Thursday, January 14, 2016

India - Unexpected eastern India

That's how you look after just one day on the road in India, below you can see what causes it...
Our visit to the West Bengal and the Meghalaya province of India had already shown that, on paper at least, India might pretend to be one country, but in reality is far from it. The landscapes had changed, the people had changed when we entered West Bengal and even the language had changed once we rode into the Meghalaya province. Now that we had entered the eastern part of the Assam province, it felt like we had crossed a border again and rode into another country altogether. We all felt we should have headed east earlier as eastern India was for us the best part of this big country. The small enclave in the north east bordered by Nepal, China, Bangladesh and Myanmar should be a country in its own right. It doesn't feel like India at all. In western India we had been warned the east was an area of political unrest... and we did ran into problems... and had a run-in with the Indian military too. But man was it beautiful!



Wherever we went on this trip, we were told about how dangerous the next country would be, only to find that when we were actually there, it was quite different than what we had been told. The problem with this, no doubt, well meant advice is that we can't assess if the person giving the advice has actually been there or if its exaggerated hear-say. West Bengal, Meghalaya and Assam turned out to be the most beautiful places of India we have seen. Places we would love to come back to... The same goes for the Punjab, and to a lesser extend the area around Manali (as it's too touristic for our liking). Assam is beautiful. Small villages, lots of green, water buffalos everywhere and even the odd elephant thrown in for good measure. Yet we made little photos... we were enjoying ourselves too much I suppose. The people living in Assam are from Mongolian descent and have a language of their own which does not sound like Hindi at all.

32,000 km through these conditions before the chain signalled
it had seen better days, is pretty damn good! The chain

actually looks worse than it was and went on for another
3,000 km without a problem or frequent adjustment
At the end of the day, entering Dimapur, a sudden loud bang from the Yamaha signalled we had a problem. The chain, which had taken us from The Netherlands via Turkey, Russia and China to India was worn but still running smoothly, yet that seemed to be where the bang came from. At the hotel, I removed the front sprocket cover, expecting to find some grit in there maybe... but found a front sprocket which had lost all its teeth...! How did that happen? Don't get me wrong, 32,000 km is pretty damn good, especially as a large part of this had been off-road through the hell of Kazakhstan where the chains and sprockets were running in sand for days, followed by the just as badly chain wrecking gravel kingdom called Kyrgyzstan. The many many long and dusty so called 'roadworks' of India hadn't done it any good either, nor had the mud clogging in Georgia, but... there had hardly been any warning signs!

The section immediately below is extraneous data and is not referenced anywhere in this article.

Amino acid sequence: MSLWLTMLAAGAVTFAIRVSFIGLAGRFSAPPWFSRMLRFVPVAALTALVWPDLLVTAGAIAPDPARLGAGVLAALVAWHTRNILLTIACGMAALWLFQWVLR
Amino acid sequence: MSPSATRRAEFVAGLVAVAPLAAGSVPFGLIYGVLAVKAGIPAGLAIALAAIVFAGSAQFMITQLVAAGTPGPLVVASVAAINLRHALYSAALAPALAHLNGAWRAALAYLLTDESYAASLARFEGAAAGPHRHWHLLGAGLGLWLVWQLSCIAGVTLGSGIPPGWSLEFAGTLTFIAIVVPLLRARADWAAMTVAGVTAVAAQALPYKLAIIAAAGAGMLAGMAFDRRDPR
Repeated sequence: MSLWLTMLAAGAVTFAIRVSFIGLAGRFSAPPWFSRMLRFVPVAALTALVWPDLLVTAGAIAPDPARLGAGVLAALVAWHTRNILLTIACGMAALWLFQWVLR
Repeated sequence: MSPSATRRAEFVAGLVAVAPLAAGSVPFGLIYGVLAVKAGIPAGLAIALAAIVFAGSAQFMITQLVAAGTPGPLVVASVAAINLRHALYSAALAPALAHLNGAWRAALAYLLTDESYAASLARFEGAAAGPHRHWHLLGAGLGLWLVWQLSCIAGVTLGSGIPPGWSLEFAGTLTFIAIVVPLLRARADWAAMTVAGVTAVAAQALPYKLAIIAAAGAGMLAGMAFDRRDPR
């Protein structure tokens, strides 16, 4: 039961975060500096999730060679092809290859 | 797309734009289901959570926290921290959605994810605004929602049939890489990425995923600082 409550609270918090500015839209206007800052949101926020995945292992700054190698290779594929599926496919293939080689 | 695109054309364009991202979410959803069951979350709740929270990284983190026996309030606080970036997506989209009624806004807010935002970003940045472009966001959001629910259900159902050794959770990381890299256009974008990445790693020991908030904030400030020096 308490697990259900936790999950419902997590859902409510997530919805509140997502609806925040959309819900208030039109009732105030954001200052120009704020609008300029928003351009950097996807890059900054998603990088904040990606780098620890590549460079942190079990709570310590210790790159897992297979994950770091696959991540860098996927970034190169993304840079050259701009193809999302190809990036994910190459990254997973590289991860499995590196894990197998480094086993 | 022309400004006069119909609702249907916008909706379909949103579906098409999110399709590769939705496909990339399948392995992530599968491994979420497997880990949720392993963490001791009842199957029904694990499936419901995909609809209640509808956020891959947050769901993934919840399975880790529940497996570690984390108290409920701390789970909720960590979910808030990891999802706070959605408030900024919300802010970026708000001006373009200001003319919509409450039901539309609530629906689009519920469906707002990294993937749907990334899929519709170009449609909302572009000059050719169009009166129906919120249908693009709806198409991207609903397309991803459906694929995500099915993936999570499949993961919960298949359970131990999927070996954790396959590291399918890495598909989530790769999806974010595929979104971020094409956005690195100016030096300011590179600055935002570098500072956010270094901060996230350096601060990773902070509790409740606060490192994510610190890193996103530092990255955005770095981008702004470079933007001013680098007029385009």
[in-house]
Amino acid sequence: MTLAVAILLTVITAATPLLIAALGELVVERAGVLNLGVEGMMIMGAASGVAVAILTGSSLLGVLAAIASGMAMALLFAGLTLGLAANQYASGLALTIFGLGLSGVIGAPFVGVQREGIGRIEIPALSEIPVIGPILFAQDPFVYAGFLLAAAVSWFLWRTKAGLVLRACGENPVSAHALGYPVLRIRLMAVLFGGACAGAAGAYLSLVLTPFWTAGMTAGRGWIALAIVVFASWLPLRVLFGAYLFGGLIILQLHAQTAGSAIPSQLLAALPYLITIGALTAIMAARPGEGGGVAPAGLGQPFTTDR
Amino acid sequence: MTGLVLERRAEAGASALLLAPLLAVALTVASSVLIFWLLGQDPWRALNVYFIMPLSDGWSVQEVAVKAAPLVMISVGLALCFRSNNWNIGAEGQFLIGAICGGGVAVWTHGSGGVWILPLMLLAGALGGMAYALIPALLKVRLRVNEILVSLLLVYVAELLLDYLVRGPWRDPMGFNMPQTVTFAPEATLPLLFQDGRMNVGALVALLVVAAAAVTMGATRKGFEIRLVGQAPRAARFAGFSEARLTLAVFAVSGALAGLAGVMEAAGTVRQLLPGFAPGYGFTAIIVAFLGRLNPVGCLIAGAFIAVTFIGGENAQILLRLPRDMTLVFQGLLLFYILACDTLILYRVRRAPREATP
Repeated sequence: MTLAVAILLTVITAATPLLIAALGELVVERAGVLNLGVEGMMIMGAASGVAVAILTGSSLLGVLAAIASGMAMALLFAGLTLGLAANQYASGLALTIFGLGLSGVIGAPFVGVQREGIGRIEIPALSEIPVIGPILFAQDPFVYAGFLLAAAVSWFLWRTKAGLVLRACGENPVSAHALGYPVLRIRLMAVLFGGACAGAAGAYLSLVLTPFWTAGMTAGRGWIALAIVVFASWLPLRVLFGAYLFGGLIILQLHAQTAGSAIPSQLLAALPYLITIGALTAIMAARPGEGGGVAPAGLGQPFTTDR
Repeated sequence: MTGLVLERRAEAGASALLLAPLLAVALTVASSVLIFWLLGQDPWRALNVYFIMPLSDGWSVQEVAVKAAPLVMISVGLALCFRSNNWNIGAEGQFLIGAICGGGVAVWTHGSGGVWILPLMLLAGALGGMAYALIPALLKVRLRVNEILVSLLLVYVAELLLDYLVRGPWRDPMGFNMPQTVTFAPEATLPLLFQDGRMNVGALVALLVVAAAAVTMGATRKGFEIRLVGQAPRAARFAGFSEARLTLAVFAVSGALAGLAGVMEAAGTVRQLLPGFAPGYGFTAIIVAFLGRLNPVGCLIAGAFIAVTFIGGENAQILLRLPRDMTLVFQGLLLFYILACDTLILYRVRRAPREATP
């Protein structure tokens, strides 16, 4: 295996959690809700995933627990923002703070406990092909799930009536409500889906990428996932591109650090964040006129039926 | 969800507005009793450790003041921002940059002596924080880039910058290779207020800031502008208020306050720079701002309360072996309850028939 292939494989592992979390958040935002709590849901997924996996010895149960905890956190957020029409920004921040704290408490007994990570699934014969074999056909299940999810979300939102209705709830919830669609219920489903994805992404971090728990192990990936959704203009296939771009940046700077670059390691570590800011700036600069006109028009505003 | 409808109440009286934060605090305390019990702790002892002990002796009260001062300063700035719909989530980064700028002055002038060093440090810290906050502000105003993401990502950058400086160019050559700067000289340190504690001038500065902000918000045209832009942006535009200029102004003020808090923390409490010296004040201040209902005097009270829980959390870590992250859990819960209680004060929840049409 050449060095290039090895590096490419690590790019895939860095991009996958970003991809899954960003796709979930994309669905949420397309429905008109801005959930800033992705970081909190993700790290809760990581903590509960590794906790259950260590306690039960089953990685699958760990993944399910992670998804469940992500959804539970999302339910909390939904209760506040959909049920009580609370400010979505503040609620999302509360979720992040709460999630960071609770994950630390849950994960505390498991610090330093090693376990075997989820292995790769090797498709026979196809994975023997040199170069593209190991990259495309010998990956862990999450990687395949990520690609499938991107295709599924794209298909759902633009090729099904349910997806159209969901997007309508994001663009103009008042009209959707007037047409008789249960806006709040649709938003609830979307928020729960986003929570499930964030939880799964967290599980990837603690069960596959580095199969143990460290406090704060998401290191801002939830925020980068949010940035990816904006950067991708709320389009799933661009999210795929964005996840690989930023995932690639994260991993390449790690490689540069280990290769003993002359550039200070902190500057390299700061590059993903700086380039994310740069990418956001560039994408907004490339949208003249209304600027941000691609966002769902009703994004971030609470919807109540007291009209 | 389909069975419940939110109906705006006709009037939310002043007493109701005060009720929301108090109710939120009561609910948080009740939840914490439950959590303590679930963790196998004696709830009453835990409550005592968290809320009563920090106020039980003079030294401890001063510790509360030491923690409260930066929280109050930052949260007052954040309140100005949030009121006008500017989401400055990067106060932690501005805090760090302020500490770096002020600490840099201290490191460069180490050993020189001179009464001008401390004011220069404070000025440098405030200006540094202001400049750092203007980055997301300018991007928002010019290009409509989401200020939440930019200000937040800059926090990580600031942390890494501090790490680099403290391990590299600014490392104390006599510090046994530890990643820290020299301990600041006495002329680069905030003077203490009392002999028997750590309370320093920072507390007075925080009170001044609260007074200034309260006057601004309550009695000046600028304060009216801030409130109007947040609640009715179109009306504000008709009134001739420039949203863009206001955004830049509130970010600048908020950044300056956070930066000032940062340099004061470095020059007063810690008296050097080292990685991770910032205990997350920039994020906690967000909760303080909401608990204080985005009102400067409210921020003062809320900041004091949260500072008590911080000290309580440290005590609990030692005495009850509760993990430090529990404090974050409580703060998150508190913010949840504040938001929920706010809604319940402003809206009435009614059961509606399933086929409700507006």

To me, this is a real whiz kid. Forget the smart-app brigade; this is the real deal. This guy can actually make things... with his hands... without a computer!
On Saturday night, everyone has gone home but Vijay stayed behind
just to help us out!
Of course this happens in a part of the world where the XT is once again unknown... and just a couple of days before we were about to enter a mandatory guided tour through Myanmar... To make it more interesting the Yamaha XT660R front sprocket is unique to that model only... A 15T front sprocket in 520 size is not available in India, the local bike mechanics told me. 'Armed' with a 14T sprocket and the old Yamaha sprocket, which resembled more a belt pulley than a sprocket, I went looking for a guy with a lathe. The friendly people from Hotel Lake Shilloi were very helpful. 'We go by bike' he said, which found me riding pillion on the back of a 150cc bike, no helmet, no riding gear, through busy Dimapur in India... The guy with the lathe couldn't work out what I wanted, which was simple enough: cut the remaining teeth off the old sprocket, the centre out of the new one and then weld the new outer over the old inner. The language barrier proved too big. A young bloke, seemingly a teenager, did understand what I wanted, explained it to the lathe operator and we were in business... until we found the JT sprocket so incredibly hard that he couldn't do anything with it. His tools were blueing up badly while he only scratched the sprocket... 'Heat it up and let it cool down slowly' I said, which he did but still couldn't cut through it. Now what?

The young guy stepped in again, fired up an old welder by poking two bare wires directly into the main fuses(!) try that in a workshop under Australian Health and Safety practices(!) and ran such a high current through the welding rod that he burned through the sprocket and in doing so removed the outer part of the JT sprocket. He then ran a weld along the centre of the new sprocket to soften the steel. As we were stil in India... this guy was welding on the ground, outside, on .... flip-flops! No welding gloves, no protective gear and nothing but just a part of a welding helmet. The welding splatters where huge, due to the high current, and bouncing over his bare feet...! Cutting the centre out of the new sprocket was next and went relatively easy. The main problem was he didn't have a cutting tool small enough but worked around that problem too by doing it in stages. All the time there was this big beaming smile, he was clearly enjoying that he could fix the problem. The JT sprocket was next but still proved too hard for any cutting tool. Then I remembered JT makes their sprockets out of C49 carbon steel... It made me realise how hard these sprockets are and the hell they had been through to get them to wear at all. The only thing to do was use a grinding stone and try to get it as round as possible. I saw images of wobbling sprockets as, to be honest, this guy was trying to do an impossible job, with impossible tools (or lack thereof) and under impossible conditions.